The last of the major Supreme Court cases, Caritativo v. California, n197 decided in 1958, involved a challenge to a statute which vested in the prison warden sole responsibility for initiating a judicial proceeding to determine an inmate's sanity. The California Supreme Court had held that unless the warden initiated a sanity inquiry, the courts lacked jurisdiction to consider the inmate's sanity or to review the warden's determination. n198 The Supreme Court upheld this decision in a one-sentence opinion, citing Solesbee. n199 Justice Frankfurter again dissented, joined by Justices Brennan and Douglas. Without asserting that the due process clause required a formal adversarial hearing or judicial proceeding, Justice Frankfurter suggested that "some procedure be established for assuring that the warden give ear to [such a claim]." n200 He noted that, because the initial evaluation by the warden was both final and ex parte, the due process clause required a better opportunity for a hearing. n201

Alvin Ford's attorneys argued that both eighth amendment and due process jurisprudence have changed so dramatically in the past thirty years n202 that Solesbee and its progeny no longer dictate what process is due an inmate claiming post-sentencing insanity. n203 The thrust of their due process argument n204 is that the Solesbee cases were decided when the protections of the due process clause applied only to rights, and not privileges. n205 In the 1970's, however,  [*72]  the Court repudiated the concept that constitutional rights turn upon whether a governmental benefit is classified as a right or privilege n206 and instead, in Mathews v. Eldridge, endorsed a more flexible test balancing three separate factors:

[F]irst, the private interest that will be affected by the official action; second, the risk of an erroneous deprivation of such interest through the procedures used, and the probable value, if any, of additional or substitute procedural safeguards; and finally, the [g]overnment's interest, including the function involved and the fiscal and administrative burdens that the additional or substitute procedural requirement would entail. n207

In Ford, the state argued that the Florida procedure of a gubernatorial determination of sanity satisfies these due process demands. n208 However, Ford's counsel argued that not only do the procedures not satisfy Mathews but also that "the extraordinarily weighty individual interest at stake in death penalty cases justifies heightened due process protections so that safeguards which might suffice in less sensitive contexts will not meet the mark here." n209 A life interest, they argued, deserves stricter scrutiny than a mere property or liberty interest and, because the Supreme Court has recognized execution as a "qualitatively different" penalty, n210 heightened due process protections are required for death sentences. n211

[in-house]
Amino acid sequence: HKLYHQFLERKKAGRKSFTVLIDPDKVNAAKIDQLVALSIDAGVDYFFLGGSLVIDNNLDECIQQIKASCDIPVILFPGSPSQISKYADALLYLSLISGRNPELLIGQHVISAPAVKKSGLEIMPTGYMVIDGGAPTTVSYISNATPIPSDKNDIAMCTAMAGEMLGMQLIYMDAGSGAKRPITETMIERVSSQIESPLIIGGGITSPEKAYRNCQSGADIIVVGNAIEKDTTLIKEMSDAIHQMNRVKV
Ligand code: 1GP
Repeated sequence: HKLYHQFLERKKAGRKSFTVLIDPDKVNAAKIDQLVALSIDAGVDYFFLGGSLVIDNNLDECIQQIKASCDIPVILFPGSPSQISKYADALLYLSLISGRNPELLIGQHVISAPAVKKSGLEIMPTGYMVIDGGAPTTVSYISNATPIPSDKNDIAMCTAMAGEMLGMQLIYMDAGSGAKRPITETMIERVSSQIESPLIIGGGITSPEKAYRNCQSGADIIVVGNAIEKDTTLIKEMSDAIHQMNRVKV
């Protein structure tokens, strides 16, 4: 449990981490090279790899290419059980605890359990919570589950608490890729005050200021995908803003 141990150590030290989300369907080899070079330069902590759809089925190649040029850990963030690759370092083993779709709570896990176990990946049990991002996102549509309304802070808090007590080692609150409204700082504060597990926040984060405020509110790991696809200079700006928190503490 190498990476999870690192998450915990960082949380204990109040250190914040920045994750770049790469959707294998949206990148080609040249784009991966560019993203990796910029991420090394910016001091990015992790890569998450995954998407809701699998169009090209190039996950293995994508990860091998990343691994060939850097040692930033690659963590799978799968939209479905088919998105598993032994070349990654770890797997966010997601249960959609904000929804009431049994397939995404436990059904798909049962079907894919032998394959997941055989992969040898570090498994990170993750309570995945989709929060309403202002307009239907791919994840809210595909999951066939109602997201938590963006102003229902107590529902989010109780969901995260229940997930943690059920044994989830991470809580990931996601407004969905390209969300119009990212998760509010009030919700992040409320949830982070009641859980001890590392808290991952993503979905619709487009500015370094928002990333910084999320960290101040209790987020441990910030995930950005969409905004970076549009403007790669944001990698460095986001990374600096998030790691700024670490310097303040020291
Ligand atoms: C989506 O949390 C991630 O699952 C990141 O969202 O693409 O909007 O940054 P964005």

B. Raising an Insanity Claim

The initial questions regarding the assertion of an insanity claim involve who may raise such a claim and how, who evaluates the initial claim and by what standard, and whether a denial of further  [*73]  review is appealable.

At common law, there was no established procedure for raising an insanity claim. If a suggestion of insanity was made to the court, the judge could, in his discretion, hold a preliminary hearing and impanel a jury if the inmate had established a prima facie case. n212 While some states have retained this common law procedure, n213 most states have promulgated specific statutory directives. Overwhelmingly, the warden, sheriff, or prison superintendent is the initiator and initial evaluator of the claim. n214 Two states name the court or judge, n215 two states name the governor, n216 one state specifies a broad range of parties, n217 and in many states it is simply unclear. n218 "Reasonable grounds" and "good reason" are typical standards by which insanity claims must be evaluated. n219 Because these terms are undefined, it is unclear whether the reviewing party may be compelled to make a sanity inquiry. In most jurisdictions, the question is unsettled as to whether mandamus will lie against a reviewing party who refuses to pursue the claim. n220

 [*74]  C. Evaluating the Claim

Once the inmate's sanity is in question, the next step is to determine the means by which the claim is to be evaluated. In those states retaining the common law rule, presumably the reviewing court has discretion over the appropriate procedure. n221 Once again, state statutes vary widely. Although the vast majority of state procedures require or imply that psychiatrists, physicians, or other medical experts will examine the inmate to form an opinion as to competency for execution, n222 they contain widely varying degrees of specificity regarding the thoroughness of the examinations, their adversarial character, the independence of the evaluators, and whether the findings must be in writing. In four of the sixteen states providing for psychiatric or medical examinations, the examining body is the ultimate arbiter of competency. n223 In the remaining  [*75]  twelve states, the ultimate decision-maker is the court, n224 the governor, n225 the governor and council, n226 or a jury. n227 In two states, the inmate is examined by an undefined "commission." In one of those states, the commission is the ultimate decision-maker; in the other, it is the governor. n228 In three states, the inmate is evaluated by state hospital officials who make the final determination. n229 Lastly, three states have statutory provisions which appear to mimic the common law practice that the court will evaluate and decide the issue, and may in its discretion impanel a jury or conduct a hearing. n230